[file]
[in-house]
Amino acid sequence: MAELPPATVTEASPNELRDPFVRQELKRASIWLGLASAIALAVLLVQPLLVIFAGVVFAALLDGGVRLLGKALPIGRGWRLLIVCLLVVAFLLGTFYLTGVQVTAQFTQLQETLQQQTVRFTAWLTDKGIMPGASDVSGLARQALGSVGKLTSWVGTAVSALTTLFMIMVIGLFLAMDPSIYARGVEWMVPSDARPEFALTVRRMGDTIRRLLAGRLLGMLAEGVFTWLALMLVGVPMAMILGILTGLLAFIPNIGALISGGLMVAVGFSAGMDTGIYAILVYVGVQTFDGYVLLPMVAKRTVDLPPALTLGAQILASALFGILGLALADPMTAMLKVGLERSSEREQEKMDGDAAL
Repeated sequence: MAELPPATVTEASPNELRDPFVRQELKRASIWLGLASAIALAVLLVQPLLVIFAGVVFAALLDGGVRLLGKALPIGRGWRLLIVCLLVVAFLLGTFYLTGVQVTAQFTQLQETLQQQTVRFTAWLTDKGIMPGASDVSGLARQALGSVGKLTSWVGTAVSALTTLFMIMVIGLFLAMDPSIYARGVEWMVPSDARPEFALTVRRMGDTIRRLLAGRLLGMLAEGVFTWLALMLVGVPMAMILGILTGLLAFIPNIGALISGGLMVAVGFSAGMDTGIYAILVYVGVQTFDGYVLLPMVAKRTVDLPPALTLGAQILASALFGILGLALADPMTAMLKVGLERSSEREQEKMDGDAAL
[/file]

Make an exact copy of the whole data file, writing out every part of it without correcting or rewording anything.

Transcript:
[in-house]
Amino acid sequence: MAELPPATVTEASPNELRDPFVRQELKRASIWLGLASAIALAVLLVQPLLVIFAGVVFAALLDGGVRLLGKALPIGRGWRLLIVCLLVVAFLLGTFYLTGVQVTAQFTQLQETLQQQTVRFTAWLTDKGIMPGASDVSGLARQALGSVGKLTSWVGTAVSALTTLFMIMVIGLFLAMDPSIYARGVEWMVPSDARPEFALTVRRMGDTIRRLLAGRLLGMLAEGVFTWLALMLVGVPMAMILGILTGLLAFIPNIGALISGGLMVAVGFSAGMDTGIYAILVYVGVQTFDGYVLLPMVAKRTVDLPPALTLGAQILASALFGILGLALADPMTAMLKVGLERSSEREQEKMDGDAAL
Repeated sequence: MAELPPATVTEASPNELRDPFVRQELKRASIWLGLASAIALAVLLVQPLLVIFAGVVFAALLDGGVRLLGKALPIGRGWRLLIVCLLVVAFLLGTFYLTGVQVTAQFTQLQETLQQQTVRFTAWLTDKGIMPGASDVSGLARQALGSVGKLTSWVGTAVSALTTLFMIMVIGLFLAMDPSIYARGVEWMVPSDARPEFALTVRRMGDTIRRLLAGRLLGMLAEGVFTWLALMLVGVPMAMILGILTGLLAFIPNIGALISGGLMVAVGFSAGMDTGIYAILVYVGVQTFDGYVLLPMVAKRTVDLPPALTLGAQILASALFGILGLALADPMTAMLKVGLERSSEREQEKMDGDAAL